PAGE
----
Wellness

Do celebrities benefit or hurt health causes?

When Christopher Reeve fell from his horse, suffering catastrophic injuries that left him paralyzed, he forever altered not only the course of his, and his family's, life but he also assumed a public persona distinct from his identity as an actor and celebrity.

katie couric

Fred Lee/Disney ABC Television Group

When Christopher Reeve fell from his horse, suffering catastrophic injuries that left him paralyzed, he forever altered not only the course of his, and his family’s, life but he also assumed a public persona distinct from his identity as an actor and celebrity.

Other famous people are prominently associated with diseases and conditions — as well-known for what afflicts or affects them as for what movies they’ve starred in. Michael J. Fox is synonymous with Parkinson’s, for example. Katie Couric, who lost her husband to cancer, has become a kind of unofficial spokesperson for colon cancer prevention. Mary Tyler Moore is associated with diabetes and Jerry Lewis became a tireless advocate on behalf of those suffering from muscular dystrophy.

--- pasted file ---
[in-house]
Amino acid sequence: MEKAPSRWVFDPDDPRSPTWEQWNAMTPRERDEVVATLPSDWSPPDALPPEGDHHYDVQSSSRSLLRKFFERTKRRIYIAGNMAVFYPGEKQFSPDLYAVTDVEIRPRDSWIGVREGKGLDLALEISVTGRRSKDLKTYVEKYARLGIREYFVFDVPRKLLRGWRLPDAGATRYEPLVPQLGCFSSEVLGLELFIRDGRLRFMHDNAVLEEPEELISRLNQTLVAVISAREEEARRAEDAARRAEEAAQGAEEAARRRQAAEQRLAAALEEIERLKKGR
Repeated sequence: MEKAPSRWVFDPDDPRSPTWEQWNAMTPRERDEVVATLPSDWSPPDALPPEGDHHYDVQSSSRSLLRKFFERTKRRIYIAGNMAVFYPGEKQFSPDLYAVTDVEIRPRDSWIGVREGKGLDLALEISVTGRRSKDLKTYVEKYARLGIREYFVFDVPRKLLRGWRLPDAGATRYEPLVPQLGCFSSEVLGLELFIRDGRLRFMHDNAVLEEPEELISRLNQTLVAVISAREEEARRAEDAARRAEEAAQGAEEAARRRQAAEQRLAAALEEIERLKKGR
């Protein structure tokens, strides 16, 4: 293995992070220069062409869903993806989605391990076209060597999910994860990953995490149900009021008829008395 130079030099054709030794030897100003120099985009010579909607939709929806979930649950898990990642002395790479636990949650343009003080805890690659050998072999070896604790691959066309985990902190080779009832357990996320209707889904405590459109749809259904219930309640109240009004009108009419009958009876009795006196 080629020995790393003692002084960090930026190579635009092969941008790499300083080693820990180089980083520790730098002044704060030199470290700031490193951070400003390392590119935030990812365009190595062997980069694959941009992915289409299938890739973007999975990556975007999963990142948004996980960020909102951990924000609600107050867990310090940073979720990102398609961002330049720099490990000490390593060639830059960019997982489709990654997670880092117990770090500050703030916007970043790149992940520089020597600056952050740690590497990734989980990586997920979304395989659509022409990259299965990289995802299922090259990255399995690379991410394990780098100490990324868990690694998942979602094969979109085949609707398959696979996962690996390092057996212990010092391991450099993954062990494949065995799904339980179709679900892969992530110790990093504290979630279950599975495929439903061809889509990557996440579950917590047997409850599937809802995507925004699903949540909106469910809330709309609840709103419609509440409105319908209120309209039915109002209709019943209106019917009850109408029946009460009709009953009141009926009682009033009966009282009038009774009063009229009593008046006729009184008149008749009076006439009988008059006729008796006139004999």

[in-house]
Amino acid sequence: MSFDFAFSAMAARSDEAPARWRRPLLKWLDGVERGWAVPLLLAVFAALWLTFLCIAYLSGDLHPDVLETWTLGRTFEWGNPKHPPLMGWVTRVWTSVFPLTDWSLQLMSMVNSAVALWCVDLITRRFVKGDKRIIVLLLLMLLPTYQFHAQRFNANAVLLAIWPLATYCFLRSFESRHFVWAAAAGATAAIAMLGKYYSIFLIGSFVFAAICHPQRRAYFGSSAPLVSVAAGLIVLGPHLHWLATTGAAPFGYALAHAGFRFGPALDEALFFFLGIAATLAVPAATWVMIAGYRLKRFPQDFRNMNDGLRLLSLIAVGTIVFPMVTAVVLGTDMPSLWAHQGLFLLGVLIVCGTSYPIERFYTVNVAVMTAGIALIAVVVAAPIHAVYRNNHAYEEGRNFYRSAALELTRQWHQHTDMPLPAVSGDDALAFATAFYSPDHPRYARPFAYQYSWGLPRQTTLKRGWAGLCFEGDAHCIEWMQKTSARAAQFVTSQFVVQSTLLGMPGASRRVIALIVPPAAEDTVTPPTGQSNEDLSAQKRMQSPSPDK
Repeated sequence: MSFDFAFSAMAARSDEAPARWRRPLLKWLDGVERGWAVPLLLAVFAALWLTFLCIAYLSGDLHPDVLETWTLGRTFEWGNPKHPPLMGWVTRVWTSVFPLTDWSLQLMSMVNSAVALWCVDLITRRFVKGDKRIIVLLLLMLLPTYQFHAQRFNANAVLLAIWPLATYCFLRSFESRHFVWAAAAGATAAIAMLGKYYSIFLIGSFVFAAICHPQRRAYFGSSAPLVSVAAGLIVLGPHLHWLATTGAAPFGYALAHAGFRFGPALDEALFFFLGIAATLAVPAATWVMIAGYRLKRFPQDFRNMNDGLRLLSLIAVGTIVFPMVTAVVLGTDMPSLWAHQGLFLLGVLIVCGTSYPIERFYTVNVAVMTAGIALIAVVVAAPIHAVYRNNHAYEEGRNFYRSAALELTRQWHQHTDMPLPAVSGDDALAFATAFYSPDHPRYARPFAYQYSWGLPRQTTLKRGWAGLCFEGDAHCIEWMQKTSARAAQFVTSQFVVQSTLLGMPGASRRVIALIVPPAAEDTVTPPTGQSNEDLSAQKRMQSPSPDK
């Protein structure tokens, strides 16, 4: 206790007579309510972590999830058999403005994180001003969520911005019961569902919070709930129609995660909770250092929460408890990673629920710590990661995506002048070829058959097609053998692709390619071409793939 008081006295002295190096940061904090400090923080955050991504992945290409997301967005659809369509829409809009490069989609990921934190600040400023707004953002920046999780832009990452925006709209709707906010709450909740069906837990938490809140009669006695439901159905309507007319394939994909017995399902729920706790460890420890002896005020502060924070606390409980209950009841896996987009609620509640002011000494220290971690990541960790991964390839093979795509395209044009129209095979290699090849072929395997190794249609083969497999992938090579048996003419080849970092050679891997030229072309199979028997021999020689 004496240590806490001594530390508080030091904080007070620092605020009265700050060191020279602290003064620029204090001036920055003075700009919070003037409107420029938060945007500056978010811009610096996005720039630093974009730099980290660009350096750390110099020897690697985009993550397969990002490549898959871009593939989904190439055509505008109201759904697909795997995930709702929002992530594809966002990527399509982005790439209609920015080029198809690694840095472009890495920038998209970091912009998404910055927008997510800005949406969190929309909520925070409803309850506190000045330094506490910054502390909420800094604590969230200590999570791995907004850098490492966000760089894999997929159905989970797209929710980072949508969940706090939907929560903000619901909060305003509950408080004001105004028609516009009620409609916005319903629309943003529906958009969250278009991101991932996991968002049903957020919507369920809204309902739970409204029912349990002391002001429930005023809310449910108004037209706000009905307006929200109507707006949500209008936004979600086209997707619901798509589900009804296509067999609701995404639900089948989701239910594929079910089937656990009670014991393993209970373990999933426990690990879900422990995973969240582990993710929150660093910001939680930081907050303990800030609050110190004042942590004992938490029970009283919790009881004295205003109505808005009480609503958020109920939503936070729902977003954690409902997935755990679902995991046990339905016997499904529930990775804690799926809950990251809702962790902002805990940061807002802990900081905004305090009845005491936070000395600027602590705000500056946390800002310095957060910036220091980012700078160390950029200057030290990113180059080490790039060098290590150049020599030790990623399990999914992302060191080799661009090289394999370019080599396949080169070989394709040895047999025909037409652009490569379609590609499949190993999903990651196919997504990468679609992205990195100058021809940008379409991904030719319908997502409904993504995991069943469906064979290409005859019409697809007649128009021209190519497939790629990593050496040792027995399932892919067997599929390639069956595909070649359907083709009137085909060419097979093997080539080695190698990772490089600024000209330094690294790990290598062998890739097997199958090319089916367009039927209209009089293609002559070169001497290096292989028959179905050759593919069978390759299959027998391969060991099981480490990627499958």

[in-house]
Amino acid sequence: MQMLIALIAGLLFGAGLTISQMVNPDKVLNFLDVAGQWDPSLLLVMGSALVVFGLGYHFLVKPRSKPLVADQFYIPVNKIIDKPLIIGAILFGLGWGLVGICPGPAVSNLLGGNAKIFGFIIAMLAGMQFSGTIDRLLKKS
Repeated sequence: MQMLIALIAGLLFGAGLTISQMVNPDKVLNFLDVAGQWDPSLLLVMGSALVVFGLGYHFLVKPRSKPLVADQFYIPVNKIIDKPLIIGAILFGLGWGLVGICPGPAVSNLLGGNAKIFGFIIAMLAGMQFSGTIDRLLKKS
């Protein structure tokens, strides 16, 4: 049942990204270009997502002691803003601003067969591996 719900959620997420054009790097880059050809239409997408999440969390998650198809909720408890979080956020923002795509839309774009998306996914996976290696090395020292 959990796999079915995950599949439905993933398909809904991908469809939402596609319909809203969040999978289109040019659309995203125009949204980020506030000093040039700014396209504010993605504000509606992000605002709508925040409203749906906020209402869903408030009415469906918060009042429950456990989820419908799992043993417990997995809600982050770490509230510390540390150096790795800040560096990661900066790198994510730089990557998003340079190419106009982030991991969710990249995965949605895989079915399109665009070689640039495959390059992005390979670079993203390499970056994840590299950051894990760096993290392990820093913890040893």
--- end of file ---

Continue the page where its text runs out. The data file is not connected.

Thedoctorwillseeyounow.com recently cited the debate that took place in the British Medical Journal in which health professionals discussed the merits of celebrity involvement in medical issues. It’s hard to argue with charitable intentions, or the investment of time into good works, but here it is.

Those in favour, according to the story, argued that celebrities raised public awareness, focused attention and contributed a much-needed personal touch — in effect, putting a human face on the clinical subject of disease.

Occasionally, the famous help to create change at a legislative level, even as they heighten media interest and secure more generous coverage among major media outlets.

Others more critical pointed to some of the obvious dangers of celebrity association — mainly that the celebrity, and not the disease, becomes the main issue of concern.

In an interview with Thedoctorwillseeyounow.com Barron Lerner, professor of medicine at New York University Langone Medical Center, suggested that an unofficial set of guidelines should govern celebrity conduct regarding disease — compensation, he said, should be revealed as a matter of course.

Celebrities can also threaten to overshadow the diseases they represent, using their positions to undermine conventional medical approaches and expertise — Suzanne Somers and Jenny McCarthy being prime examples — a sometimes career-enhancing maneuver that begs the question: Which is worse, the disease or the cure?